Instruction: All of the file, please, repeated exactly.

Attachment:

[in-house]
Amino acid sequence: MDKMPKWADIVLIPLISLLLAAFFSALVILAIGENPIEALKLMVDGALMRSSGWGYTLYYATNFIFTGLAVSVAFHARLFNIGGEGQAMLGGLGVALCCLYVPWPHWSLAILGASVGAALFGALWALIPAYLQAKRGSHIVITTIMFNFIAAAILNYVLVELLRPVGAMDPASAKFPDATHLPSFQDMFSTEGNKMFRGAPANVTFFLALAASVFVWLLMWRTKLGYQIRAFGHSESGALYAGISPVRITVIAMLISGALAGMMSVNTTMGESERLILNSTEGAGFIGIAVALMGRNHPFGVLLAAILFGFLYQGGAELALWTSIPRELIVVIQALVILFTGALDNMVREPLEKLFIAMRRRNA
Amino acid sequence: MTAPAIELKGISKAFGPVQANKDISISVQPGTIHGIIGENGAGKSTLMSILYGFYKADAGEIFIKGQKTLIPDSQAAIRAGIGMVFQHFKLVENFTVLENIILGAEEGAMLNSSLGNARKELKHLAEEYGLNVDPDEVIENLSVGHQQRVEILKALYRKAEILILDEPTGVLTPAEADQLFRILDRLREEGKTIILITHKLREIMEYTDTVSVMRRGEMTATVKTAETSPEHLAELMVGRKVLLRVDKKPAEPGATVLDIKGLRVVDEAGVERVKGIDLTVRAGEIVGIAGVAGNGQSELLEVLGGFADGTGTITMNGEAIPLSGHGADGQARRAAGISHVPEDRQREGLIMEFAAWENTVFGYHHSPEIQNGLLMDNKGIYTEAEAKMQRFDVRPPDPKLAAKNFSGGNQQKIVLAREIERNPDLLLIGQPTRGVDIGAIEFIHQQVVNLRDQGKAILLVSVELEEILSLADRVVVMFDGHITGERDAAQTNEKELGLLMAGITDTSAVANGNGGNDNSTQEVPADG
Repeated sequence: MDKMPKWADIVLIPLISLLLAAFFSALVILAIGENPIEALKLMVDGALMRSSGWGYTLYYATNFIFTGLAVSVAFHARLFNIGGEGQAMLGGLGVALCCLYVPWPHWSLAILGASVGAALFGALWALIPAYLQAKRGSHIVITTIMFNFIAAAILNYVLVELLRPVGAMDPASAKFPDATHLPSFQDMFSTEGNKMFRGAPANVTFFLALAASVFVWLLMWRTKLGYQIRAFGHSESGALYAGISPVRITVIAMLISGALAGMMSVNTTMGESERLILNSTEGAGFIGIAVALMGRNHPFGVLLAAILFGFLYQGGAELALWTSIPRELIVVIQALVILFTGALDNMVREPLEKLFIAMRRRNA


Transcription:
[in-house]
Amino acid sequence: MDKMPKWADIVLIPLISLLLAAFFSALVILAIGENPIEALKLMVDGALMRSSGWGYTLYYATNFIFTGLAVSVAFHARLFNIGGEGQAMLGGLGVALCCLYVPWPHWSLAILGASVGAALFGALWALIPAYLQAKRGSHIVITTIMFNFIAAAILNYVLVELLRPVGAMDPASAKFPDATHLPSFQDMFSTEGNKMFRGAPANVTFFLALAASVFVWLLMWRTKLGYQIRAFGHSESGALYAGISPVRITVIAMLISGALAGMMSVNTTMGESERLILNSTEGAGFIGIAVALMGRNHPFGVLLAAILFGFLYQGGAELALWTSIPRELIVVIQALVILFTGALDNMVREPLEKLFIAMRRRNA
Amino acid sequence: MTAPAIELKGISKAFGPVQANKDISISVQPGTIHGIIGENGAGKSTLMSILYGFYKADAGEIFIKGQKTLIPDSQAAIRAGIGMVFQHFKLVENFTVLENIILGAEEGAMLNSSLGNARKELKHLAEEYGLNVDPDEVIENLSVGHQQRVEILKALYRKAEILILDEPTGVLTPAEADQLFRILDRLREEGKTIILITHKLREIMEYTDTVSVMRRGEMTATVKTAETSPEHLAELMVGRKVLLRVDKKPAEPGATVLDIKGLRVVDEAGVERVKGIDLTVRAGEIVGIAGVAGNGQSELLEVLGGFADGTGTITMNGEAIPLSGHGADGQARRAAGISHVPEDRQREGLIMEFAAWENTVFGYHHSPEIQNGLLMDNKGIYTEAEAKMQRFDVRPPDPKLAAKNFSGGNQQKIVLAREIERNPDLLLIGQPTRGVDIGAIEFIHQQVVNLRDQGKAILLVSVELEEILSLADRVVVMFDGHITGERDAAQTNEKELGLLMAGITDTSAVANGNGGNDNSTQEVPADG
Repeated sequence: MDKMPKWADIVLIPLISLLLAAFFSALVILAIGENPIEALKLMVDGALMRSSGWGYTLYYATNFIFTGLAVSVAFHARLFNIGGEGQAMLGGLGVALCCLYVPWPHWSLAILGASVGAALFGALWALIPAYLQAKRGSHIVITTIMFNFIAAAILNYVLVELLRPVGAMDPASAKFPDATHLPSFQDMFSTEGNKMFRGAPANVTFFLALAASVFVWLLMWRTKLGYQIRAFGHSESGALYAGISPVRITVIAMLISGALAGMMSVNTTMGESERLILNSTEGAGFIGIAVALMGRNHPFGVLLAAILFGFLYQGGAELALWTSIPRELIVVIQALVILFTGALDNMVREPLEKLFIAMRRRNA